NNAMDIYou're a historian. Have there been comparisons made to the riots that occurred, I think it was -- it was 25 or 26 years ago, which seemed to be much more about race than these are?
TUNZELMANNYeah, I think those were much more clearly about race. I mean, we've had riots in London in the past in Brixton and Broadwater Estates and all sorts of places. But, you know, those have often been -- I mean, since then, what's happened, certainly with the police, for instance is there have been a lot of efforts to improve them. I mean, 25 or 30 years ago, you could certainly have said very fairly that the Metropolitan Police had a really serious problem with race. And now they've got, I think, if I get the number right, something like 3,000 black and Asian officers.
TUNZELMANNYou know, they've made pretty significant efforts. Of course, I'm not saying it's all solved, but certainly efforts have been made to really improve that situation that was once very bad and is now much better. So, you know, I think the kind of -- the situation has moved on and I also think there's probably a case for saying that, you know, some of these communities are more integrated.
TUNZELMANNI mean, if you looked at the rioters last night, you had black kids and white kids and Asian kids all rioting together. So I'm not saying that this unity is necessarily a great thing, but it does not seem to be one ethnic group, certainly not.
NNAMDIWe're going to take a short break and when we come back, we will have -- we will resume our conversation with Alex von Tunzelmann. She is the author of "Red Heat: Conspiracy, Murder, and the Cold War in the Caribbean." That's what we'll be talking about after this short break. I'm Kojo Nnamdi.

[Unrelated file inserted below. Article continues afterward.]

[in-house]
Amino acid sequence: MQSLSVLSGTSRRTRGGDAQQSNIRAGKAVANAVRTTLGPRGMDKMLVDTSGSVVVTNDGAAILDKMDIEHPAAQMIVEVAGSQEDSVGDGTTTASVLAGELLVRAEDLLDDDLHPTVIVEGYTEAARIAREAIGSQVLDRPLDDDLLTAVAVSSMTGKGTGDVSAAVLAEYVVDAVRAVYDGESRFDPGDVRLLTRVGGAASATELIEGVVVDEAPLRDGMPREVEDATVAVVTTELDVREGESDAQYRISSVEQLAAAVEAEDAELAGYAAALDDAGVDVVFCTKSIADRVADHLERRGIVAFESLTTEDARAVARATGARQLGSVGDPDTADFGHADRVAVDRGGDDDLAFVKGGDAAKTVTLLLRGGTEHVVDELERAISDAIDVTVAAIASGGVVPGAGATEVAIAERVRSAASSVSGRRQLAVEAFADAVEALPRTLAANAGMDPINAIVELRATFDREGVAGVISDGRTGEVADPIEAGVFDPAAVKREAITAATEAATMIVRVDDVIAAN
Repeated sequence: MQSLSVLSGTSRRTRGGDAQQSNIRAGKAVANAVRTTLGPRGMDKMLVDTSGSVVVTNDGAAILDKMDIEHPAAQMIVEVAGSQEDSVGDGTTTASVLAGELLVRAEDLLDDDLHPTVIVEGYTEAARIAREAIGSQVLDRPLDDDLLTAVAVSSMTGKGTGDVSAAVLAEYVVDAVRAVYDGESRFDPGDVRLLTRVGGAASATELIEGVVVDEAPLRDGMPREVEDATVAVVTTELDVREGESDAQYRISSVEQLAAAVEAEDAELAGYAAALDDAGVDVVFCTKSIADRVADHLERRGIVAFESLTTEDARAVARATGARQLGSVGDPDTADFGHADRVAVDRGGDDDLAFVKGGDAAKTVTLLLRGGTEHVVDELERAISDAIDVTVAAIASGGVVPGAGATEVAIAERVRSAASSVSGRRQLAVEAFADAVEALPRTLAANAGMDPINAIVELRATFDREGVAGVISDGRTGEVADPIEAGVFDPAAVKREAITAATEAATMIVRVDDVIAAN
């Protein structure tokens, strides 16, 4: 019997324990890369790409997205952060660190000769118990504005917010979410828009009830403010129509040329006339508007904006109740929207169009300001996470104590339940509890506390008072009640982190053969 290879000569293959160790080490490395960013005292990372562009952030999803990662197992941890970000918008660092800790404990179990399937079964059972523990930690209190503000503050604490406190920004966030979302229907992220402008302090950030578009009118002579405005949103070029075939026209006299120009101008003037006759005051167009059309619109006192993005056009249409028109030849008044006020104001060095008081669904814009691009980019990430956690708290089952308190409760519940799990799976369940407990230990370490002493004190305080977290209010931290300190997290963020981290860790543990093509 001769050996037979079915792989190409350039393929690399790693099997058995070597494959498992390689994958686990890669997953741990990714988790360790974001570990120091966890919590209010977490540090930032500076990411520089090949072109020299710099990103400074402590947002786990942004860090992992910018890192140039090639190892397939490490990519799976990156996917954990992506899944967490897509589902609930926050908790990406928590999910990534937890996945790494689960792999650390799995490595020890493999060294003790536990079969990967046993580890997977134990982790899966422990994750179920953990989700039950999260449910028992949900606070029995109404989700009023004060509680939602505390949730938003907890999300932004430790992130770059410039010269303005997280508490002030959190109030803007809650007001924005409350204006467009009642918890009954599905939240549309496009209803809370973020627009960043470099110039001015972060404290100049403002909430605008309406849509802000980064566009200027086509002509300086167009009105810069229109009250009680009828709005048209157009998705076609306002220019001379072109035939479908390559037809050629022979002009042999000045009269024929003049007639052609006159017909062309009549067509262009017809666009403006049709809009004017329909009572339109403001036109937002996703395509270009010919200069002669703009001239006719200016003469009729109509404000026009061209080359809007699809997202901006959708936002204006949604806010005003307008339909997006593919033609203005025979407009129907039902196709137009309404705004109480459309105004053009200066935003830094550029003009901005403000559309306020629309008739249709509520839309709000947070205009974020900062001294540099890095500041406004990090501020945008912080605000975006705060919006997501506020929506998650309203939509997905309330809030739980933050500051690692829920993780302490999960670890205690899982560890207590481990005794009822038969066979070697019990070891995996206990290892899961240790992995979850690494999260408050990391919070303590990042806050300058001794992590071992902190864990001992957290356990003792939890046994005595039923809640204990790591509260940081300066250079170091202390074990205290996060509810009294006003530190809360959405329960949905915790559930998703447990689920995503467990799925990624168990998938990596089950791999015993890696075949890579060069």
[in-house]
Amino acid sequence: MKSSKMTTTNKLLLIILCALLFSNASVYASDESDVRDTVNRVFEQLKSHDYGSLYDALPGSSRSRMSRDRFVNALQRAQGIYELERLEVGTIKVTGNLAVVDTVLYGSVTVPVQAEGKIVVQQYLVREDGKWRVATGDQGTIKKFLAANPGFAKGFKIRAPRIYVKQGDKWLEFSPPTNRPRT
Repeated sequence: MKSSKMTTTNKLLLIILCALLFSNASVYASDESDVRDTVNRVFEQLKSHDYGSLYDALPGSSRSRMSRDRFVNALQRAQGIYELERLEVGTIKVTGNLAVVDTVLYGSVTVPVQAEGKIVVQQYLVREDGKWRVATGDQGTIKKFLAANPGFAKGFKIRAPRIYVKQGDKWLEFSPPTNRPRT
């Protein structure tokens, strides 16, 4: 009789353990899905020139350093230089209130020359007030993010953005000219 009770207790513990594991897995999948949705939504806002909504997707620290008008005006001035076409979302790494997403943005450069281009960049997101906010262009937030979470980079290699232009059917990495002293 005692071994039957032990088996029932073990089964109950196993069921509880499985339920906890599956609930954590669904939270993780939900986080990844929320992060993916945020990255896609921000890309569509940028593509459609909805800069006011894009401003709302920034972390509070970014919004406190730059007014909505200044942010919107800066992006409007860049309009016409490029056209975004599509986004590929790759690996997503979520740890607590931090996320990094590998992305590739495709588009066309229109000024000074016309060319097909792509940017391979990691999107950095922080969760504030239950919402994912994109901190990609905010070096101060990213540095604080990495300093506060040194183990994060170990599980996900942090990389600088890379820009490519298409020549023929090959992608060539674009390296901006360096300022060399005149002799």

NNAMDIIt was an unlikely battleground in the global fight against communism. In the 1950s and '60s, the Caribbean seemed to be on the brink of left-wing revolution. In the mountains of Cuba and the slums of the Dominican Republic and Haiti, Washington watched with apprehension as a potent mix of nationalism, anti-Americanism and foreign tampering brought the Cold War into our backyard.
NNAMDIA procession of Republican and Democratic presidents all saw existential threats to our way of life, but others saw an opportunity. Strongmen like Rafael Trujillo in the Dominican Republic realized that they could get away with almost anything as long as they were fighting communism, mass murder, torture, embezzlement. If a leftist conspiracy didn't exist, he could make one up.